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The Grand Tourist Toasts Season 10 at Kasmin Gallery

With La Grande Dame 2015 Champagne in hand, a packed house of design leaders celebrated a storytelling milestone and the legacy of Les Lalanne.

May 13, 2024 By DAVID GRAVER

A limited-run poster created for the 10th season celebration of The Grand Tourist, designed by Matthias Ernstberger. Photo: Rebecca Smeyne

Within Kasmin gallery’s modernistic, StudioMDA-designed Chelsea space, The Grand Tourist hosted its 10th season celebration on May 8th in New York’s Chelsea neighborhood and arts district. Hundreds of visionary artists, designers, and editors packed the 3,000-square-foot venue to explore the current exhibition, Les Lalanne: Zoophities, itself a milestone commemoration. With glasses of Veuve Clicquot La Grande Dame 2015 in hand, founder Dan Rubinstein and the design community toasted to the 100 episodes already released and shared anticipation over the season to come.

From left: La Grande Dame 2015 was served at the event; Designer Nicole Fuller. Photos: Rebecca Smeyne

One of The Grand Tourist’s dual podcast releases from May 8 was dedicated to Zoophities, the first exhibit of Claude and François-Xavier Lalanne’s works since the former’s passing in 2019. Curated by Paul B. Franklin from the collection of the French sculpting duo’s eldest daughter, Caroline Hamisky Lalanne, the exhibition aligns with the 60th anniversary of their joint solo debut in Paris circa 1964. Within the Chelsea space, the imaginative, artful works came to life—sometimes staged on beds of grass. 

From left: Kasmin’s Richard Buckley and Edith Dicconson; Julio Himede and Lee Broom. Photos: Rebecca Smeyne

Kasmin’s president, Nick Olney, explained “the Lalannes have been blurring the lines of art and design since the ’50s, playing between artistry and functionality. They’re not easy to categorize. To have an exhibition that delves deeply into their roots and the complexity of their artistic practice makes the perfect backdrop for someone like Dan who tells stories in a deeper way.” At the celebration, guests discussed the importance of design journalism and its changing landscape. “There is so much visual information shared about design,” Olney said, “but to be able to dig into the concepts, as well as the contextual and material underpinnings, you can begin to understand the stories that designers and makers are emerging from and the ones that they’re telling. To be able to do that in a format with the rigor and depth of real conversation, that’s critical.”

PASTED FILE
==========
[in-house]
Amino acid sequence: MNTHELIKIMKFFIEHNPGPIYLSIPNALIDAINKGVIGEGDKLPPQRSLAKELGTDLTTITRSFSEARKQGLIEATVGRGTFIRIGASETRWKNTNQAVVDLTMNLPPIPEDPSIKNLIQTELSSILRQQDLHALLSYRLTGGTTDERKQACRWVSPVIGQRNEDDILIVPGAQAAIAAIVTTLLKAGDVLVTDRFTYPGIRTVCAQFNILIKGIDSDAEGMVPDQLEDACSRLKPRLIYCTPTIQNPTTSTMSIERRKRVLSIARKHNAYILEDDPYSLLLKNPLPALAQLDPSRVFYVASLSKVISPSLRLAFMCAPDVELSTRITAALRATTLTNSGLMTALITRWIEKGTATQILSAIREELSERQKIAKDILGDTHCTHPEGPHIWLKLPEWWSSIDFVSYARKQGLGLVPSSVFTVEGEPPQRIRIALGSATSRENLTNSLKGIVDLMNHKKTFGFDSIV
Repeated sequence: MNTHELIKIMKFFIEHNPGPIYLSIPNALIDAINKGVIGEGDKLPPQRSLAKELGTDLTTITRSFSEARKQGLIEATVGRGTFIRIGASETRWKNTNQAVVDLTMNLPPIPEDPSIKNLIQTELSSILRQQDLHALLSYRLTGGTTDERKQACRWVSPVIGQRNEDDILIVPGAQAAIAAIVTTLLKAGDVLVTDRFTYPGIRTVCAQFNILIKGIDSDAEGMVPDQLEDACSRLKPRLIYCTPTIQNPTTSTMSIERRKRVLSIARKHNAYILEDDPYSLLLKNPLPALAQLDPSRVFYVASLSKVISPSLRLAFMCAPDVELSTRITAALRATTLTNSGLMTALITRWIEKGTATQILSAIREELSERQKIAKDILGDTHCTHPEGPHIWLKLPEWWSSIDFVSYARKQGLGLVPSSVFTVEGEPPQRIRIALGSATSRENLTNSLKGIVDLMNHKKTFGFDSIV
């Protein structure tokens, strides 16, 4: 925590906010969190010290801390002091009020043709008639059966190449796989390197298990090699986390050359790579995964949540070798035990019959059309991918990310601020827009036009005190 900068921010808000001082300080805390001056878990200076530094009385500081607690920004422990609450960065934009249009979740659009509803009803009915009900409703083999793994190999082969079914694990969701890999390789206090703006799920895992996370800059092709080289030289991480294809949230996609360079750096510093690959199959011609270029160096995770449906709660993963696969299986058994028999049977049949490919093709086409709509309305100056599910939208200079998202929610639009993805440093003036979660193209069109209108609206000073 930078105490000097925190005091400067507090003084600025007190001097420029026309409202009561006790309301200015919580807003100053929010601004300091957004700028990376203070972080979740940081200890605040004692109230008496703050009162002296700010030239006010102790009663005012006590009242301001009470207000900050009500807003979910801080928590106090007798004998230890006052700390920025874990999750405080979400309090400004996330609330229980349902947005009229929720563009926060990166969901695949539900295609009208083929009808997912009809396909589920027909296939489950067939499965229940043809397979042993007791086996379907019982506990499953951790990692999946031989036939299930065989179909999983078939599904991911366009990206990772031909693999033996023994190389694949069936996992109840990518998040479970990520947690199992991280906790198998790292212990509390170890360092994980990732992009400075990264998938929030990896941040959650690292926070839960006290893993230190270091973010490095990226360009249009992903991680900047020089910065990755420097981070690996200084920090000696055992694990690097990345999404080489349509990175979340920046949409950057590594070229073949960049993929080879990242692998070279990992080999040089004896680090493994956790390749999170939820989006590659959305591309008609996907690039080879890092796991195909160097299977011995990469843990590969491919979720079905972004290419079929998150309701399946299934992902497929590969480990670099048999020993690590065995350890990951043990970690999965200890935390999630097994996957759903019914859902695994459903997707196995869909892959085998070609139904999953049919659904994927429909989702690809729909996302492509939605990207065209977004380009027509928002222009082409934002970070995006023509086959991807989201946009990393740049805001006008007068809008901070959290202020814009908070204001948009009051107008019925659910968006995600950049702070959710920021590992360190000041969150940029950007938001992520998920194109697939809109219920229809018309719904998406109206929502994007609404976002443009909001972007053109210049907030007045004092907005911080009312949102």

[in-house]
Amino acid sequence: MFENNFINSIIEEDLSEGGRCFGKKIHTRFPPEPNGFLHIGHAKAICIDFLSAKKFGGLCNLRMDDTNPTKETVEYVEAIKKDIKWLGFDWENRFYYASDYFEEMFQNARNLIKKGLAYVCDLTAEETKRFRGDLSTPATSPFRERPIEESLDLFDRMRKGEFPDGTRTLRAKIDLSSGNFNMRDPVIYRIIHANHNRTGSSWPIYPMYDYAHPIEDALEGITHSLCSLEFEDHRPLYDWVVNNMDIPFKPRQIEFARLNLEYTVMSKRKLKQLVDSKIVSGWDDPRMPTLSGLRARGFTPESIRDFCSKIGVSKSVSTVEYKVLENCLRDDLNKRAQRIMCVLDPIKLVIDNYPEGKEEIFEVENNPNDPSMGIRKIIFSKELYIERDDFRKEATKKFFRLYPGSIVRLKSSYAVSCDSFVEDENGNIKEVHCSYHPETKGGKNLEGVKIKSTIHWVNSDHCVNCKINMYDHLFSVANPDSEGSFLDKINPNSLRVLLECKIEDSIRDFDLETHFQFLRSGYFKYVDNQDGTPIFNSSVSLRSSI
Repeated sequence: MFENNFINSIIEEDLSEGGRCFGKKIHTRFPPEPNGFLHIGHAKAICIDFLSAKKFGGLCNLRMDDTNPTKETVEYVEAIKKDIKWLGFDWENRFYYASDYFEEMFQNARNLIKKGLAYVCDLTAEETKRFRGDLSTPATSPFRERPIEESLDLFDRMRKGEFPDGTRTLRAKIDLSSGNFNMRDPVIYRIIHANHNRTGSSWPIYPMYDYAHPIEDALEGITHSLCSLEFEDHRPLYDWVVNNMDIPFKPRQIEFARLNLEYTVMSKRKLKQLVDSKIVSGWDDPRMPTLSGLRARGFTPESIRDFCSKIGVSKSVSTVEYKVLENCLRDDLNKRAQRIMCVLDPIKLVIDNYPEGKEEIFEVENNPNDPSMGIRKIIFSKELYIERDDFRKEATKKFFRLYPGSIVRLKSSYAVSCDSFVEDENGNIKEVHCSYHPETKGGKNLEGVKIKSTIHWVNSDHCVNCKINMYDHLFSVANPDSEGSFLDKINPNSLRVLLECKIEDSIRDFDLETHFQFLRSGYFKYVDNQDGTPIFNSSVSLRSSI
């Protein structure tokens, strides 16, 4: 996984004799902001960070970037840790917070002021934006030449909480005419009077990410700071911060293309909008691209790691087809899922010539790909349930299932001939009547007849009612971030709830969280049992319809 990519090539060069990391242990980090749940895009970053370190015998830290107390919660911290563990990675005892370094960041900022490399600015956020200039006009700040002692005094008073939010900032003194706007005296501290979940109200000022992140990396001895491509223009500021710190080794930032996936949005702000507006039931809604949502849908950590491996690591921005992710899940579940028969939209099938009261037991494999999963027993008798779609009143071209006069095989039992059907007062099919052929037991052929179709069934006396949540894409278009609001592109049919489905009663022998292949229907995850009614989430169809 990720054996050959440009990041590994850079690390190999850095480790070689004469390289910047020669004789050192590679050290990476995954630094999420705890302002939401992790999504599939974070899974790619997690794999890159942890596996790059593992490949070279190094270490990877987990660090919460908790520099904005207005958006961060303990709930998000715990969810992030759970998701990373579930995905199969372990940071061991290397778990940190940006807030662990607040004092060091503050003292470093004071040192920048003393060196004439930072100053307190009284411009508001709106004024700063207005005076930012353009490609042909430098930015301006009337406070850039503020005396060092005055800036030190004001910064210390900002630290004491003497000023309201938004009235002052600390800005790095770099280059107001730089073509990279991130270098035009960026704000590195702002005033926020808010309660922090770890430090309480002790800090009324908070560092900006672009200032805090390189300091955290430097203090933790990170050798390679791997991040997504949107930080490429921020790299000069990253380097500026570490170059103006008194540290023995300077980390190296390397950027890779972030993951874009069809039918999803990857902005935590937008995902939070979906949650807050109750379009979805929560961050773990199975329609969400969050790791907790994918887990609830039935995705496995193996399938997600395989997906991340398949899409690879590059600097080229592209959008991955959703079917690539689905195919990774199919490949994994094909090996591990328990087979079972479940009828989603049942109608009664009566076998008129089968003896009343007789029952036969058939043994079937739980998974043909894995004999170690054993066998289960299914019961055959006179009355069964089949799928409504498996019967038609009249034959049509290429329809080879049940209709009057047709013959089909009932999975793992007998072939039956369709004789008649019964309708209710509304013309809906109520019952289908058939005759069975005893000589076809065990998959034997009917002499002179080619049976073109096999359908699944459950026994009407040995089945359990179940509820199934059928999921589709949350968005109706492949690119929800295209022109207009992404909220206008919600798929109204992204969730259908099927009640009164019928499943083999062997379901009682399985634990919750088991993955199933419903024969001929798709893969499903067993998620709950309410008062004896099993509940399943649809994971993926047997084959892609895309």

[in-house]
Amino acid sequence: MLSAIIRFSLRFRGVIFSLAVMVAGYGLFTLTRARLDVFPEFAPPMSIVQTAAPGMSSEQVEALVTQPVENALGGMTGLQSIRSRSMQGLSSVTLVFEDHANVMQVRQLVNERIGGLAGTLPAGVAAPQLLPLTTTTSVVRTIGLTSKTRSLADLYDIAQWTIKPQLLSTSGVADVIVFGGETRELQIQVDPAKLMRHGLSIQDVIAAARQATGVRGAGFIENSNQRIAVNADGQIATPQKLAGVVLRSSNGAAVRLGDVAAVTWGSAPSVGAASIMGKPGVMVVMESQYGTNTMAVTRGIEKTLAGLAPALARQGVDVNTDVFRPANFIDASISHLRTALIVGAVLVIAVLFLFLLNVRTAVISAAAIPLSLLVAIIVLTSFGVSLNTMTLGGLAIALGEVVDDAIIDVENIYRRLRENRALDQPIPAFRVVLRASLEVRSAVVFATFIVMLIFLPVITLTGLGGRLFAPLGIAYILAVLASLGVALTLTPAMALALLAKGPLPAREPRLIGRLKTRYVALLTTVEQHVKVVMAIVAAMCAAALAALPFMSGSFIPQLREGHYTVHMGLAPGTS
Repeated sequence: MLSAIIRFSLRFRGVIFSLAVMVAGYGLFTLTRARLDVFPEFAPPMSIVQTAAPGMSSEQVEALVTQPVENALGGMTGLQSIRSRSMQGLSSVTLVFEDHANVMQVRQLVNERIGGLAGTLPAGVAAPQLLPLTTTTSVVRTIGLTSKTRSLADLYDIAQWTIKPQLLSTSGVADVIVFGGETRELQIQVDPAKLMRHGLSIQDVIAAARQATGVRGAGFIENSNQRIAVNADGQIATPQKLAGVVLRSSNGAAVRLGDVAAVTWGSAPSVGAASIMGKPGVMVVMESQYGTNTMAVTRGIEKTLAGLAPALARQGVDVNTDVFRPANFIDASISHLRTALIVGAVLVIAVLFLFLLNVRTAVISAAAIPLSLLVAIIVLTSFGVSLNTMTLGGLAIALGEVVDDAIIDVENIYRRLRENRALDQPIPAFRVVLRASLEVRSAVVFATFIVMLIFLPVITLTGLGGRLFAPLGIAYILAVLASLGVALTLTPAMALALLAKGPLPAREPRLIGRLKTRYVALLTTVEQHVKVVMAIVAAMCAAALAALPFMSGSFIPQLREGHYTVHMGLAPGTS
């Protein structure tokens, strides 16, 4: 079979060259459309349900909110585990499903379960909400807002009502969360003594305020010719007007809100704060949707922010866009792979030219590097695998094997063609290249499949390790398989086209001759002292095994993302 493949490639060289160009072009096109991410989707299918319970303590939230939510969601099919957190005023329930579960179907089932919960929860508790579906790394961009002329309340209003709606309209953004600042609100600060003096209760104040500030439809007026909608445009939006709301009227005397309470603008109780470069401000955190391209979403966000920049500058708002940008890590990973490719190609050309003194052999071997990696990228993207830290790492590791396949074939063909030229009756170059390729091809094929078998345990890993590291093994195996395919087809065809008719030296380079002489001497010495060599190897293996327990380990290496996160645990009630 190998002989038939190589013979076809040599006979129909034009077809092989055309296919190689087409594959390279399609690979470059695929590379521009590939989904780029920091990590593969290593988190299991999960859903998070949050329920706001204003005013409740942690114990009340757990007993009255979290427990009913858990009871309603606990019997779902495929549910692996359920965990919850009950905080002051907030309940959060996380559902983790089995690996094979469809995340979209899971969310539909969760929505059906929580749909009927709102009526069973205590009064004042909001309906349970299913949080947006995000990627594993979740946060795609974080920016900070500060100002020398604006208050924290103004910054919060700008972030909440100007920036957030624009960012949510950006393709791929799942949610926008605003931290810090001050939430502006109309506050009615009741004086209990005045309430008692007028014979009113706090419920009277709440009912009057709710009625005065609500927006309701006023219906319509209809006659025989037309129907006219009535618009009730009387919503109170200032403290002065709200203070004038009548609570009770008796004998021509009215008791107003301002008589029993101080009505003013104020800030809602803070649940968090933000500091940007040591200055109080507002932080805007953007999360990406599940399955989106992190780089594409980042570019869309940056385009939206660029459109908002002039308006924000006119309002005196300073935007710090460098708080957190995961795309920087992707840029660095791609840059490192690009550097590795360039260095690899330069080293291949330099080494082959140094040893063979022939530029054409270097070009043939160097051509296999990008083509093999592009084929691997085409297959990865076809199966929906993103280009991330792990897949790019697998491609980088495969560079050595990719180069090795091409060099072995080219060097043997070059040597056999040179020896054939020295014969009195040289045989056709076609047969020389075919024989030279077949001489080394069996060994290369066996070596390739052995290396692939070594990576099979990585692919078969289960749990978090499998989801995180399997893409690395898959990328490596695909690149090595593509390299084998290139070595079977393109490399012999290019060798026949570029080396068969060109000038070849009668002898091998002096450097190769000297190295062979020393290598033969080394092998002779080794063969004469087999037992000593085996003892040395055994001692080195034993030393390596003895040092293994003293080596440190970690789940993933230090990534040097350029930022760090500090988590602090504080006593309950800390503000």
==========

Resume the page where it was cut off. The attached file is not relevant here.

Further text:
From left: Zach Weiss, Charlotte von Hardenburgh, Jalil Johnson, Olivia Stutz. Photo: Rebecca Smeyne

In many ways, The Grand Tourist’s 10th season celebration was an ode to design dialogues at large—and the reality they seek to uncover across all creative industries, from style to art and travel. Amid the Lalanne works, acclaimed furniture and lighting designer Lee Broom said that, “Design journalism is a mirror of design itself. Journalists like Dan are the people out there during design weeks and at fairs talking to designers and manufacturers and looking at the works. Through them, you get an authentic assessment of what’s being produced, rather than what you’re seeing on social media.” Gina Ciancone of Moet Hennessy, an avid listener to the podcast, echoed the sentiment, “The Grand Tourist brings to life the stories of objects and brands that we interact with every day. Dan illustrates their backstory and informs us of who is behind them and how they are made. This storytelling makes your experience richer, your interactions more enjoyable.” 

From left: Casey Kenyon, Edith Dicconson, Gabriel Hendifar, Jane Keltner de Valle, Giancarlo Valle. Photos: Rebecca Smeyne
Dung Ngo and Nicole Hollis, center. Photo: Rebecca Smeyne

In ten seasons, across more than 100 episodes, The Grant Tourist has welcomed a diverse roster of guests ranging from design leaders Es Devlin, Kelly Wearstler, Paola Antonelli, and Pierre Yovanovitch to chefs Daniel Humm, Eric Ripert, and Thomas Keller. From powerhouse developer Harry Macklowe to pioneering architects David Chipperfield, Shigeru Ban, and Moshe Safdie, conversations have extended from design to our built environment. Artists, curators, and other innovators have lent their insights, as well. 

Rubinstein thanked them during the festivities. “A show is nothing without its guests,” he said, “and it’s nothing without our listeners. If you had told me five years ago that I was going to do a podcast from my living room during a global pandemic and then make it into a job, I never would have believed you—but here we all are.” As with each release day, throughout the celebratory, art-filled night, The Grand Tourist was once again at the center of the conversation.

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